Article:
Sailing aboard the Wilkes would never classify as a pleasure cruise. She left the Ocean Terminal in Southampton, England, on a cold and gloomy January morning, bound for points north. Not a large vessel, she was one of the “great white fleet” of oceanographic research and survey ships. In addition to their normal crews, these ships embarked groups of technicians who carried out the actual surveying and researching of the ocean. These fellows were not seamen; they just worked aboard ship. In general, their type of work was done in good weather and calm water. The voyage the Wilkes was beginning this morning would prove to be the exception to this rule.
The Wilkes sailed west and then northward to go around Ireland. She headed for a seemingly random stretch of ocean in the vicinity of the Faeroe Islands. It did not take long to reach this area, but it was a very rough voyage and so it seemed long. For the technicians, the transit to the operations area seemed especially long and extremely uncomfortable. One of them found the discomforts of the sea so disagreeable that in all seriousness he requested that the ship return to Southampton so he could get off. The Captain, of course, refused, and told the unfortunate man that the ride would get worse before it got better. Cold comfort, but true.
The North Atlantic in winter has long been recognized as the most violent of all the bodies of water on the Earth. In the area west of Ireland, where the Wilkes was underway, an uninterrupted expanse of ocean carries many of the worst weather systems of the Western Hemisphere eastward toward northern Europe. There is nothing to stop or even reduce the wind and the ferocious wave action it generates. A ship sailing the North Atlantic in winter is therefore guaranteed a very rough passage at best. What the Wilkes encountered in this area was the norm for the season. It was time, then, to simply face the storm and exercise the faith described by the poet and scholar Brother Apelles Jasper:
Though stormy seas about me roll,
And angry waves conceal the goal,
I need not fear.
Though my frail bark is tempest tossed,
And dangers crowd, yea, all seems lost;
I should not fear.
For Thou whom winds and sea obey
Wilt all my pains and griefs allay,
When Thou art near.1
As the Wilkes ventured farther north, however, the weather became increasingly more violent. As the windspeed increased, so did the wave heights, and the little ship, obeying the laws of physics, pitched and rolled even more uncomfortably. She was not in any danger, though; at least, not yet. She had good stability with a low enough center of gravity and a sufficiently high center of bouyancy. But she was a small ship, and so she lacked the comparative resistance to wave motion of, say, a fully loaded tanker. Like the weather, this was normal, too.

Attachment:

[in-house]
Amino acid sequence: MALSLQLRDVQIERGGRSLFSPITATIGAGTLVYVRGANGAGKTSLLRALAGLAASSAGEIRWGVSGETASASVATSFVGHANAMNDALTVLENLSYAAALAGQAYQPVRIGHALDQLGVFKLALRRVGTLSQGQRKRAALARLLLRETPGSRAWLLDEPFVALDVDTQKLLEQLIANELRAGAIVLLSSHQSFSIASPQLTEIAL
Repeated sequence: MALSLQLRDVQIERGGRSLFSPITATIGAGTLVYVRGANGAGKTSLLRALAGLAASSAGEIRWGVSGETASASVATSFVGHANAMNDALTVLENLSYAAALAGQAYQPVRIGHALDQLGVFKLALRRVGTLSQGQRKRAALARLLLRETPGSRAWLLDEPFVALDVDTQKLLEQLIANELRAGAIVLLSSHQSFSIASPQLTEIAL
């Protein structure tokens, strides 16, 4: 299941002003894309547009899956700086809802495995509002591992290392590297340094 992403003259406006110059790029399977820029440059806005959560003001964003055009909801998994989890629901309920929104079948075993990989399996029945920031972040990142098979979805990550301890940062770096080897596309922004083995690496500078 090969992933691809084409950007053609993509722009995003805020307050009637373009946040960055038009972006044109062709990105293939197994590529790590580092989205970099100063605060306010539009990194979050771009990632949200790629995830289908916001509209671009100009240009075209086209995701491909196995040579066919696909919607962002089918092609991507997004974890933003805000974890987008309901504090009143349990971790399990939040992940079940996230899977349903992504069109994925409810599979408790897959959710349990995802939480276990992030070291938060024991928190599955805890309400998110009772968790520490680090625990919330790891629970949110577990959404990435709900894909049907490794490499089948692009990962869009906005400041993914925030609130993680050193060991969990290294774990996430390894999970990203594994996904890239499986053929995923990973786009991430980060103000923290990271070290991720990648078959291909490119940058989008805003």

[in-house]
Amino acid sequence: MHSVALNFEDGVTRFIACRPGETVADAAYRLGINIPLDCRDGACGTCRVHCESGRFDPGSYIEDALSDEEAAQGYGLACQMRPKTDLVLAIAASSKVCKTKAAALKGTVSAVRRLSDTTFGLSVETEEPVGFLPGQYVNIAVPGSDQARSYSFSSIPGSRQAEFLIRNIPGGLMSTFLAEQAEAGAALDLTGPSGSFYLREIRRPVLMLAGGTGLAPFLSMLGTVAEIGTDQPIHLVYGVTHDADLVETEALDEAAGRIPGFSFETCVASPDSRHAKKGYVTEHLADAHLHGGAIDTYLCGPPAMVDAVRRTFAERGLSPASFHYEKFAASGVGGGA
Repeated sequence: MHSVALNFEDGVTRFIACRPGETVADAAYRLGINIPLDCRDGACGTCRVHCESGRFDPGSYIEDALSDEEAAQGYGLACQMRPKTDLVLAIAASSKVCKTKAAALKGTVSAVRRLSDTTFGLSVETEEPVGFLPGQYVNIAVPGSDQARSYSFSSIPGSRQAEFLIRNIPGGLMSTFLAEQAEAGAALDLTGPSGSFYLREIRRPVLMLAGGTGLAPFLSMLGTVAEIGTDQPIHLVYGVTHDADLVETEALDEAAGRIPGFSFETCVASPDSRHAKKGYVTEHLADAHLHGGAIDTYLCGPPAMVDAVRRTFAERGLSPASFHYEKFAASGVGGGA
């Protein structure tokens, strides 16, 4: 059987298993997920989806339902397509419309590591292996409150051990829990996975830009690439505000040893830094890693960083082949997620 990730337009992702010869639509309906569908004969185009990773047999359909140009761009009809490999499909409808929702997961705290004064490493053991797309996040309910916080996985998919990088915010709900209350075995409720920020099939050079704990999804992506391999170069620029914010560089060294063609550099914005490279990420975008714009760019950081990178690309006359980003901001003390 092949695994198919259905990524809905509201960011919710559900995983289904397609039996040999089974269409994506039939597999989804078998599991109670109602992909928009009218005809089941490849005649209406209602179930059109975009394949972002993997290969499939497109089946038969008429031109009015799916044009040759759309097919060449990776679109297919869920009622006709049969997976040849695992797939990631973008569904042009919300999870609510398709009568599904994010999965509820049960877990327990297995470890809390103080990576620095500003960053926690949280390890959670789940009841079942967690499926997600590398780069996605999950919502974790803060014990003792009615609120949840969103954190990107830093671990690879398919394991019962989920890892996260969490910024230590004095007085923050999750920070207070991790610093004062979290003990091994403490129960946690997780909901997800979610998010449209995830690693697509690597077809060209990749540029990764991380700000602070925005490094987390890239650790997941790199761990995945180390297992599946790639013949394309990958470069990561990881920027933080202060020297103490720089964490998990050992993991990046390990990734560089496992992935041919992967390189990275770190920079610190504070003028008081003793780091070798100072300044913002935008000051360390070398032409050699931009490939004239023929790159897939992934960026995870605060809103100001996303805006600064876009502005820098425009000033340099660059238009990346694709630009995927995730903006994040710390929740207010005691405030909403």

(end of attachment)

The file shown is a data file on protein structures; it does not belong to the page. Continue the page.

Understanding the laws of physics and their application to the Wilkes on the North Atlantic did not help this one technician, though. The ship reached her designated survey area, the weather got worse, and the ship’s motion became even more intolerable to him. He couldn’t eat; he couldn’t sleep; he couldn’t work. He suffered from extreme vertigo and motion sickness. Finally, he had to be sedated. At this point the Captain relented. The ship did not return to Southampton, but broke off from operations nonetheless and proceeded toward Londonderry in Northern Ireland. A week after the Wilkes’ initial departure on this voyage, she discharged the patient onto a harbor launch, and then returned to sea.
The respite from the violent ocean that we enjoyed while this fellow was being discharged had come as a welcome relief. Once this errand had been accomplished, however, the Wilkes went right back into the teeth of the fury. She stayed there, too, steering repeated back-and-forth patterns of courses so the technicians could conduct their survey of the region with their electronic gear.
This routine continued for many days. Usually, but not always, the ship headed into the waves. This gave the most comfortable ride, or perhaps more accurately, the least uncomfortable ride. But still, it got worse. Up to this point the wave heights had been in the vicinity of 25 to 30 feet, with breaking crests and lots of spray as the wind blew the water right off the tops of the waves. The Wilkes rode up to the crests, which broke over the bow of the ship and sent vast quantities of spray flying at the bridge windows, and then rode down the back side of the waves into the trough, where the cycle started again. The ship was in constant motion, lurching at both crest and trough, and shuddering under the weight of water that crashed down on her foredeck.
When surveying with the seas on the beam, the ship rolled from side to side constantly, typically to the extent of 35 or 40 degrees each way. But she always came back. Like a pendulum, her motion was predictable. She rolled fastest through the top of the arc, then slowed as she leaned over more, and finally stopped at the maximum angle of roll. Then she gradually started back towards the upright and increased speed until she had healed over a comparable amount in the opposite direction.
As predictable as the rolling motion was, the simple act of standing up on a constantly rolling deck remained challenging. It was always necessary to hold onto something, and this became even more important as the amount of rolling increased. And it did increase in proportion to the increase in windspeed and wave heights.